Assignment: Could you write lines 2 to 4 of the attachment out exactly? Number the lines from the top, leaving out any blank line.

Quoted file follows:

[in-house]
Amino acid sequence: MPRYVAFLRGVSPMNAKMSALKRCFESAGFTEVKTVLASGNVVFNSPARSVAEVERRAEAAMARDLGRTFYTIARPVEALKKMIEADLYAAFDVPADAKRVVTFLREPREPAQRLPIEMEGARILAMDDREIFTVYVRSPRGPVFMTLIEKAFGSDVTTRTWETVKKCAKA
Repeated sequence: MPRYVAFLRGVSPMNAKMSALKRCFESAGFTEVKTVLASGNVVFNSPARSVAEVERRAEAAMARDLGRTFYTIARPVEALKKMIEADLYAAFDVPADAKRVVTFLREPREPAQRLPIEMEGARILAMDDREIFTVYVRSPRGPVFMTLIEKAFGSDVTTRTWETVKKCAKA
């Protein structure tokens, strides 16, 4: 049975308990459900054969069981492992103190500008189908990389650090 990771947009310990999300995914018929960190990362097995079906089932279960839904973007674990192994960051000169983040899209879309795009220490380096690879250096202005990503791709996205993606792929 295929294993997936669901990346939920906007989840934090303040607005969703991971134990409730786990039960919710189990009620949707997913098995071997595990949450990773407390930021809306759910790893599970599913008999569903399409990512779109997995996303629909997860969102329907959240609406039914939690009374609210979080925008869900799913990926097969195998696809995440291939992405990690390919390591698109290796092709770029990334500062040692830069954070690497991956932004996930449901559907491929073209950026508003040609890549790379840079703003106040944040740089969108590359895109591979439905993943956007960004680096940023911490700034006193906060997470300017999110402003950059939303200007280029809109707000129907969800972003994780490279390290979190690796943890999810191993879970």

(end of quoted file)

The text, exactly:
Amino acid sequence: MPRYVAFLRGVSPMNAKMSALKRCFESAGFTEVKTVLASGNVVFNSPARSVAEVERRAEAAMARDLGRTFYTIARPVEALKKMIEADLYAAFDVPADAKRVVTFLREPREPAQRLPIEMEGARILAMDDREIFTVYVRSPRGPVFMTLIEKAFGSDVTTRTWETVKKCAKA
Repeated sequence: MPRYVAFLRGVSPMNAKMSALKRCFESAGFTEVKTVLASGNVVFNSPARSVAEVERRAEAAMARDLGRTFYTIARPVEALKKMIEADLYAAFDVPADAKRVVTFLREPREPAQRLPIEMEGARILAMDDREIFTVYVRSPRGPVFMTLIEKAFGSDVTTRTWETVKKCAKA
């Protein structure tokens, strides 16, 4: 049975308990459900054969069981492992103190500008189908990389650090 990771947009310990999300995914018929960190990362097995079906089932279960839904973007674990192994960051000169983040899209879309795009220490380096690879250096202005990503791709996205993606792929 295929294993997936669901990346939920906007989840934090303040607005969703991971134990409730786990039960919710189990009620949707997913098995071997595990949450990773407390930021809306759910790893599970599913008999569903399409990512779109997995996303629909997860969102329907959240609406039914939690009374609210979080925008869900799913990926097969195998696809995440291939992405990690390919390591698109290796092709770029990334500062040692830069954070690497991956932004996930449901559907491929073209950026508003040609890549790379840079703003106040944040740089969108590359895109591979439905993943956007960004680096940023911490700034006193906060997470300017999110402003950059939303200007280029809109707000129907969800972003994780490279390290979190690796943890999810191993879970």